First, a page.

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Rule of 100: a litmus test for informationless diagnostic tests
  1. Alek M Westover,
  2. David Shapiro,
  3. Michael Brandon Westover,
  4. Matt T Bianchi
  1. Harvard Medical School, Massachusetts General Hospital, Boston, Massachusetts, USA
  1. Correspondence to Dr. Matt T Bianchi; thebianchi{at}

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The most common measures of diagnostic test performance, sensitivity and specificity, involve two simplifying assumptions: that disease status is binary (present or absent), and test results are binary (positive or negative). Bayes’ theorem tells us that these features must be combined with a third ingredient, the prior or pretest probability (PreTP) of disease, to update the disease probability following the observed test result. As we1 2 and others3 4 have written, readers and authors of medical literature often interpret test results in ways that violate Bayes’ rule. Publications celebrating diagnostic tests that on close inspection perform near-chance level represent an important example of this interpretation risk.5 6 In some cases, even frankly paradoxical combinations of sensitivity and specificity are reported, for example, with certain physical examination findings,7 in which a ‘positive’ result lowers the disease probability, and ‘negative’ result increases it.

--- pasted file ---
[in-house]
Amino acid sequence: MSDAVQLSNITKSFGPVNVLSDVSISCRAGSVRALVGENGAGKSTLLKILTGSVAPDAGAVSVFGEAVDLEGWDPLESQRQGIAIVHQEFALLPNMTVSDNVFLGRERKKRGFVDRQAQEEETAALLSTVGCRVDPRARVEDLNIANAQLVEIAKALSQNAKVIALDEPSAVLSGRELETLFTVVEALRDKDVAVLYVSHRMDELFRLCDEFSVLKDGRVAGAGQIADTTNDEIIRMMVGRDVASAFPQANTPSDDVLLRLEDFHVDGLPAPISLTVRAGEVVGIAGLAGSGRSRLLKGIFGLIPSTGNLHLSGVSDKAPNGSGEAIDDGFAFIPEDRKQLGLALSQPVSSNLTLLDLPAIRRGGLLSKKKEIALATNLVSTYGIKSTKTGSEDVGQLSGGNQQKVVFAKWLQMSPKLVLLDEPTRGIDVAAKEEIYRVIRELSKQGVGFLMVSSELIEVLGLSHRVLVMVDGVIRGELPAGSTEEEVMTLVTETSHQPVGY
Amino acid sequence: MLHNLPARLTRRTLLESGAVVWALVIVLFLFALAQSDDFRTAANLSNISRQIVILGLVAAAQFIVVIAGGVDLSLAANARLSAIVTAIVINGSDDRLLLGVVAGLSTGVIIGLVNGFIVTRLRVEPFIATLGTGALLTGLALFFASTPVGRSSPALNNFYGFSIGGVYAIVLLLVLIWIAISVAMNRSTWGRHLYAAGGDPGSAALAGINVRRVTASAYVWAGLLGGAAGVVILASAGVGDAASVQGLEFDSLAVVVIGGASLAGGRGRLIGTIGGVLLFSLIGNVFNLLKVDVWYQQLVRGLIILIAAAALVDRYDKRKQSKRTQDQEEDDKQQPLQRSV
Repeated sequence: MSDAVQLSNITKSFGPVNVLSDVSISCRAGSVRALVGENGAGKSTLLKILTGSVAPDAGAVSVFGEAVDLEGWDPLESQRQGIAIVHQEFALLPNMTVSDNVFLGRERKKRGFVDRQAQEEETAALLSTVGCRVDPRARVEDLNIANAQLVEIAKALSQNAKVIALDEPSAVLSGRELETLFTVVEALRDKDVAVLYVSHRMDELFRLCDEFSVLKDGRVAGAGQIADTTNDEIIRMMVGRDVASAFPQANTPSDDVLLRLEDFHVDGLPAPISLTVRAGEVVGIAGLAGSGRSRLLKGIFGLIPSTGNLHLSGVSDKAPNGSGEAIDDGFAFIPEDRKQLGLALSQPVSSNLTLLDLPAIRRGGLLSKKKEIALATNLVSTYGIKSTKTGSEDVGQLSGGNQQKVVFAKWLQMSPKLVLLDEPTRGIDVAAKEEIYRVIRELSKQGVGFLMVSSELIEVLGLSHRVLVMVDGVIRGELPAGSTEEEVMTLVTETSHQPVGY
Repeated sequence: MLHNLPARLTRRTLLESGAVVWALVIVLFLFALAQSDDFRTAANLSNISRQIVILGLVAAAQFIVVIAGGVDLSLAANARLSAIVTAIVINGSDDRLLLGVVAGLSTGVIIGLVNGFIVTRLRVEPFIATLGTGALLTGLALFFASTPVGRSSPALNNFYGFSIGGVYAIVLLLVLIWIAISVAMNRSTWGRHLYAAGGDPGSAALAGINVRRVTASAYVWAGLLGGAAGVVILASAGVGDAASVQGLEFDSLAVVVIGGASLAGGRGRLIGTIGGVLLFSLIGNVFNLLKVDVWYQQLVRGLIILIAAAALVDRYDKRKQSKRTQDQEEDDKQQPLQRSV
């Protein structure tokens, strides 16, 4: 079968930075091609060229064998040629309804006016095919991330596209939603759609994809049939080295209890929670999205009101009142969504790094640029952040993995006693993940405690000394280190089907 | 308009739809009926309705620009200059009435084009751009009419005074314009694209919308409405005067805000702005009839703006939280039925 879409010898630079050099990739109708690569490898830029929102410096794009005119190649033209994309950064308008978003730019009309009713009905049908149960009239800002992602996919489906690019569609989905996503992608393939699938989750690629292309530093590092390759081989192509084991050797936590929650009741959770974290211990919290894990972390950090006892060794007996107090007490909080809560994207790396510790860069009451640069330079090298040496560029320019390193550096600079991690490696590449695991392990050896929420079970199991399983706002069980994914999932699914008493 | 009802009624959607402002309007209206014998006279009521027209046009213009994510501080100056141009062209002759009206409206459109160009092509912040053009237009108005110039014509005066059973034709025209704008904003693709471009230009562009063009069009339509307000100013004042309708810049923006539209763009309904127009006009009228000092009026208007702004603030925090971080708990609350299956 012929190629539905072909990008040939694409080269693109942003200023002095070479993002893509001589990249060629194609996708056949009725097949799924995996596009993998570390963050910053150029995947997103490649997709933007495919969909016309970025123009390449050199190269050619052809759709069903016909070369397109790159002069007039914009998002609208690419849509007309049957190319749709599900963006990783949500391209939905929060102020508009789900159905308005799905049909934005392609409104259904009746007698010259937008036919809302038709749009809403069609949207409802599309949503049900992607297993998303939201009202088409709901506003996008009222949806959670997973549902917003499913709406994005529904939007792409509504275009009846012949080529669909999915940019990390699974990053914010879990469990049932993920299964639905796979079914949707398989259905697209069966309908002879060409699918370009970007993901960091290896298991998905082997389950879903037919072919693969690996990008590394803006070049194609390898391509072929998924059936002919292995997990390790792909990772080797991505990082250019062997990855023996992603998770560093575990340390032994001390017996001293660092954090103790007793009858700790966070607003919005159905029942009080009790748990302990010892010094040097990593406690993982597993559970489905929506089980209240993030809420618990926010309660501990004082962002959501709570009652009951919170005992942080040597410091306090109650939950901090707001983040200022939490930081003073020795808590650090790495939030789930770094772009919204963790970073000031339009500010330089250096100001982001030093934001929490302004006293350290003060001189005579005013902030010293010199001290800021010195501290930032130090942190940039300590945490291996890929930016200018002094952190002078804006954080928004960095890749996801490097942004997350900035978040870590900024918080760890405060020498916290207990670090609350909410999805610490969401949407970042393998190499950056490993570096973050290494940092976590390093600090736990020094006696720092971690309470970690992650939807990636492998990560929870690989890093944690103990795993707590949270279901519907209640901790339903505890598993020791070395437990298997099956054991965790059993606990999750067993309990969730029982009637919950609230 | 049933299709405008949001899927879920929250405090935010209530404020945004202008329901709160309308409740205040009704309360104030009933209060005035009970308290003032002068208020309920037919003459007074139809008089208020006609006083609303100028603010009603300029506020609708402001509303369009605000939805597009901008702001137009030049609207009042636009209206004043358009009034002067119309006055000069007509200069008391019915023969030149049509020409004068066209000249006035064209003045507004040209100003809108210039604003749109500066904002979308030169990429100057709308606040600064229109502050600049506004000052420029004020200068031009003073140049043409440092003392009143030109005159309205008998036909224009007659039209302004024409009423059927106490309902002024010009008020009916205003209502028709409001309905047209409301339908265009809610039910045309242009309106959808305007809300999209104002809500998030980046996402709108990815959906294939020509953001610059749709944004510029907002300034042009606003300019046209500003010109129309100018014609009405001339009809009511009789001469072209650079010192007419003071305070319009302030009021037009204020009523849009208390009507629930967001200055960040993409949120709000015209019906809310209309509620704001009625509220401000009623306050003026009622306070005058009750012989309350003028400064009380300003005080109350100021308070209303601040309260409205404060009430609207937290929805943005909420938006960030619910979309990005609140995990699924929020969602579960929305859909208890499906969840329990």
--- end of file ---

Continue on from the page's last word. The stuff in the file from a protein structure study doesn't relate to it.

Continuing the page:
We recently pointed out a simple litmus test that can be used at a glance to recognise the potential for chance or paradoxical performance, which we term the ‘rule of 100’.6 Any test for which the sensitivity and specificity add to 100% Embedded Image does not modify the PreTP of disease, that is, the result (positive or negative) provides a post-test probability (PostTP), identical to the PreTP. Such tests therefore provide no information. Here is a three-line proof:

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The second line of the proof makes use of the fact that Embedded Image when Embedded Image For those comfortable with combining sensitivity and specificity into the likelihood ratio (LR) value, …

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